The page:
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Name: Jake
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Question:
What does a nuclear physicist do? We have a nuclear power plant in our town. Do they have nuclear physicists?



Replies:
There probably are not nuclear physicists at the plant, but I would bet there are nuclear engineers. In general, physicists are a bit more interested in understanding and engineers a bit more focused on making things work. As such, a physicist might be interested in understanding some of the science involved in the process, but, thankfully, plants will employ engineers so that everything works properly. It may be possible that occasionally a physicist shows up to study something, but for the most part physicists will only be around reactors built especially for research purposes.

As for careers in nuclear physics, there are several options that fall into two categories (sort of): applied and basic science. For applied science, you will often find nuclear physicists working with other researchers to understand how to improve nuclear energy, or in the realm of weapons related work. Energy research will often be done at a national lab or dedicated research reactor. There are many people working on improving fission style reactors and many still believe that nuclear fusion may one day be a useful source of energy. Those that work on weapons related research will often study how nuclear chain reactions occur with very high temperature and pressure physics. After all, if you must understand how those things work, it is much better to know about them without actually having to explode one. Another area in which there are nuclear physicists hard at work is in improving our ability to detect nuclear material so that we are capable of preventing terrorist attacks.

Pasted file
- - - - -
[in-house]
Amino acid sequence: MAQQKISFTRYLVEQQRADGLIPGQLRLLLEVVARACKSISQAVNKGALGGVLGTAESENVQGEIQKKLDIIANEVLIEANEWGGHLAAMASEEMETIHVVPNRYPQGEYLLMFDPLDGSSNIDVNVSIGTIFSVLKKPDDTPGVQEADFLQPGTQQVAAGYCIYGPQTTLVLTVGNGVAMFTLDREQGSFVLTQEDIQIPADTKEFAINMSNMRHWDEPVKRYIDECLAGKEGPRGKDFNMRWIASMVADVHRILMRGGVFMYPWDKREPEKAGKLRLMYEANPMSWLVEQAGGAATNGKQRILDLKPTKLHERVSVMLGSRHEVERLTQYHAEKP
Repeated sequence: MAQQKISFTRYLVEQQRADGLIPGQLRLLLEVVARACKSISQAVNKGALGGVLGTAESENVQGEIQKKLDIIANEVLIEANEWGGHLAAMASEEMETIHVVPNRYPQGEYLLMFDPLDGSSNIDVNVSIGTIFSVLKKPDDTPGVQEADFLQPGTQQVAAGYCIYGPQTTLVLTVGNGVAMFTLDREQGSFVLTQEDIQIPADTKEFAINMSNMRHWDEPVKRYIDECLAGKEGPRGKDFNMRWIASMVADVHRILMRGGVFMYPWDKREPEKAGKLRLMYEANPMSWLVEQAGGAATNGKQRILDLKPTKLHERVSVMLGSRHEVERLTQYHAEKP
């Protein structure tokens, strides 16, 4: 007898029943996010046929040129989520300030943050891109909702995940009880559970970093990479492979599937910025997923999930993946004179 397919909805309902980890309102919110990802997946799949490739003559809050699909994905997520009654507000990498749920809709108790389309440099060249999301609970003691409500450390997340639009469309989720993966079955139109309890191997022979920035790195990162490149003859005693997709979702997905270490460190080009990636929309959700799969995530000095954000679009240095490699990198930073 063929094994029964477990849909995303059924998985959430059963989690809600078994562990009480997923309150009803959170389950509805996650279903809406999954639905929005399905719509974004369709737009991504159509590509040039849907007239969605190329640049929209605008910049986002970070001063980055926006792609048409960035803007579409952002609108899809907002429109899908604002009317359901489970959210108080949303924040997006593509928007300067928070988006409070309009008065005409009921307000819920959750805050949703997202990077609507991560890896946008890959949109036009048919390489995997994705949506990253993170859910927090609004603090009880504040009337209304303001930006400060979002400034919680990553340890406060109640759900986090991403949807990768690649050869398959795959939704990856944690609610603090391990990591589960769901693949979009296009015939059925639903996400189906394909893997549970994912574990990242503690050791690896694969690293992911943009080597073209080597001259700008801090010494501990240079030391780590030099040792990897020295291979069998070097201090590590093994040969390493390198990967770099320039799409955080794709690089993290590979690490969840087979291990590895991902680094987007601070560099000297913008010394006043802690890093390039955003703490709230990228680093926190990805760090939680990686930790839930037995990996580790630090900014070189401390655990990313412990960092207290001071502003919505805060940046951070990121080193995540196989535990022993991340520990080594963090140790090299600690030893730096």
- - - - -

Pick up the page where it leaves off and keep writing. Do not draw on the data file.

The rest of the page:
As for basic science, there are several flavors of nuclear physicist. Many study the properties of the nucleus or work to understand other forms of nuclear matter. In addition to neutrons and protons, there is a whole zoo full of nuclear matter, all with different properties. Another very common area of study in nuclear physics has to do with these mysterious particles known as neutrinos. If we are able to understand neutrinos better, then we will also be able to know a great deal more about the universe as a whole(and in particular the early, early universe).

All that being said, I am not a nuclear physicist and so I very well could be mistaken about exactly what goes on where and who does exactly what. It is also very common for a single researcher to have multiple interests and thus span many different research areas.

Michael S. Pierce
Materials Science Division
Argonne National Laboratory



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